|A Life In Music # 2 by Lord Zion of SPiT LiKE THiS|
|Written by Lord Zion|
|Monday, 14 September 2009 16:30|
If there is one thing about this business that REALLY pisses me off, it is the whole notion of Pay To Play. It is a trend that comes and goes and, every time it appears, it seems to be disguised slightly differently but, essentially, it boils down to the same thing: for your band to appear at this gig / tour / festival, you have to outlay some cash before you can play a note.
I realise a lot of people that read this blog aren't in bands and have no experience of this, so allow me to elaborate.
My first encounter of Pay To Play was in the mid-late '90's. It was a term I had heard bandied around but, being a bit green and new to the rock n' roll world, I had no fucking clue what people were going on about. I'd done some gigs in decent venues and, although I'd never got paid, I'd never been asked to fork out any cash.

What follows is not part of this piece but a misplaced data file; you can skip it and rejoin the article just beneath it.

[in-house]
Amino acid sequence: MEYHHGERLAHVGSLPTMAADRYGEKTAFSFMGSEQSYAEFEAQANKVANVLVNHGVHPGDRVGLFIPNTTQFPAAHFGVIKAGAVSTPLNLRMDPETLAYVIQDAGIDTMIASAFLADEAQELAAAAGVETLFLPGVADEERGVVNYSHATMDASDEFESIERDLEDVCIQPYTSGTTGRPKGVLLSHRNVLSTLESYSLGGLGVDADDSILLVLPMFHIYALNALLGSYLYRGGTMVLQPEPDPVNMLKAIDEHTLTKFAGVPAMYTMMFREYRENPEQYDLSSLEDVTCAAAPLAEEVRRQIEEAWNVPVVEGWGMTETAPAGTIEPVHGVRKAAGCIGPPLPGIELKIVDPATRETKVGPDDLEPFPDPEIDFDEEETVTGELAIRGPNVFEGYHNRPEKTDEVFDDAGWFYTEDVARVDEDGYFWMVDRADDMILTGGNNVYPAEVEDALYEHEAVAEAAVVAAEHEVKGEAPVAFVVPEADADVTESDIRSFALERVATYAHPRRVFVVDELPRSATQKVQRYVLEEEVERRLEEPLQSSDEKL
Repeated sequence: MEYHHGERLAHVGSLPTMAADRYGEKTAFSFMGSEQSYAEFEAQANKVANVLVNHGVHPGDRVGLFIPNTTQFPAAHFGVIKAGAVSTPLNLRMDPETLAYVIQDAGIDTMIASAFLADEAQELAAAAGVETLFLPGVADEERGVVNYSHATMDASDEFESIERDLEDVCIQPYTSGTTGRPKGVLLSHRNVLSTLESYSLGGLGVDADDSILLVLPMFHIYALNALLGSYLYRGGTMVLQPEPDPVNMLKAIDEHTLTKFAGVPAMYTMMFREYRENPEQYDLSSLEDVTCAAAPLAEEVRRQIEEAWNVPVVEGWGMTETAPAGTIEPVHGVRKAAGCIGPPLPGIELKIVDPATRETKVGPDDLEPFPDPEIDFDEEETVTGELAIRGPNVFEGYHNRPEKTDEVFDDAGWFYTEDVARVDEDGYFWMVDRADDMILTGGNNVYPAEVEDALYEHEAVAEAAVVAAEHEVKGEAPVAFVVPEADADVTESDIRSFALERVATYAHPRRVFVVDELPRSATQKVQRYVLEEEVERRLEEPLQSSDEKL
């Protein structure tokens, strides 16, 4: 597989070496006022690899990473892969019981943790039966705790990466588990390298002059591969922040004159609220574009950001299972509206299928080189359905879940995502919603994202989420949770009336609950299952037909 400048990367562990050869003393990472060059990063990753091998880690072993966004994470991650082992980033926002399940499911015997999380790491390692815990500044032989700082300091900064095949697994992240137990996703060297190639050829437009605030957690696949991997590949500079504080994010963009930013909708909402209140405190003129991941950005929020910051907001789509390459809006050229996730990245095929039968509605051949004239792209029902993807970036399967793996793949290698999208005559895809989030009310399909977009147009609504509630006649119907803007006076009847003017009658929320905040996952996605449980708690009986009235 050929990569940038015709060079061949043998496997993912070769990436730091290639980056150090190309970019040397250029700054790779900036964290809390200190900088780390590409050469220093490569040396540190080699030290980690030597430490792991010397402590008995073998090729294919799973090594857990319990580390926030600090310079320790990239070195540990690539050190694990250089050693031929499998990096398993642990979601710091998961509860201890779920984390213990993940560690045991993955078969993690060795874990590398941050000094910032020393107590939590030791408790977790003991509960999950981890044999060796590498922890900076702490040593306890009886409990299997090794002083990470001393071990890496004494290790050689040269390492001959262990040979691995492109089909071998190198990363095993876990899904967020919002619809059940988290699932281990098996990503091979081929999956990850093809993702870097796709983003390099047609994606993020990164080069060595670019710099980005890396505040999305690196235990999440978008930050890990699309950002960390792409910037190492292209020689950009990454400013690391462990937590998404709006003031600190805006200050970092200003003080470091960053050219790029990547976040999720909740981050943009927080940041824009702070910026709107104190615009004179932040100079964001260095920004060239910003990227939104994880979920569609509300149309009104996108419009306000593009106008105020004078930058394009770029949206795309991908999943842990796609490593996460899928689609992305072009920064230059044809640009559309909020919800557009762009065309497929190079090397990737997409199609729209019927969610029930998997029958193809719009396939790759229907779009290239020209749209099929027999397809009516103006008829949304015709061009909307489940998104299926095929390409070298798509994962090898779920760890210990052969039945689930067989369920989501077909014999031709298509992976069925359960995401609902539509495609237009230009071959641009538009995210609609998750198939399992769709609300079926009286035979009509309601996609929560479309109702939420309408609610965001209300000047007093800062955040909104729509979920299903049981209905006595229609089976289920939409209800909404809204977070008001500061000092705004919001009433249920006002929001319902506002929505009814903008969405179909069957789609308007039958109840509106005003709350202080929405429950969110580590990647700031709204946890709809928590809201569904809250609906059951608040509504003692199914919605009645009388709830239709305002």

Then I showed up at a famous old pub venue in Fulham, London, excited at playing in the big city again. As was (and, sadly, still is) quite typical, I could see that promotion extended as far as my band's name (misspelled) in chalk on a board outside but, no matter, I was here to ROCK. Except, apparantly, I wasn't, unless I was prepared to cough up £50. You see, before we had even started unloading the bus, the venue owner appeared and informed us that, to step inside his venue - which was a total shit hole, I might add - we would have to pay him £50 to "cover expenses".
And this phrase, "cover expenses" is something that we still hear today. Now, correct me if I am wrong but, if someone runs a business, they should consider their expenses when they sort out their business plan. I mean, if you run a venue, there are certain expenses that you should pretty much know about: staff costs, electricity, gas, food, drink, PRS license, engineer hire are just a few I can think of from the top of my head. If you are running your business with any sense of nous, there should be no unpleasant costs that suddenly occur because a band has shown up to actually play. I run a business myself and charge people a fixed amount for a product they buy from me. I would be out of business pretty soon if I charged £10 for a T-shirt then contacted the customer to ask for another fiver to "cover expenses" that hadn't occurred to me.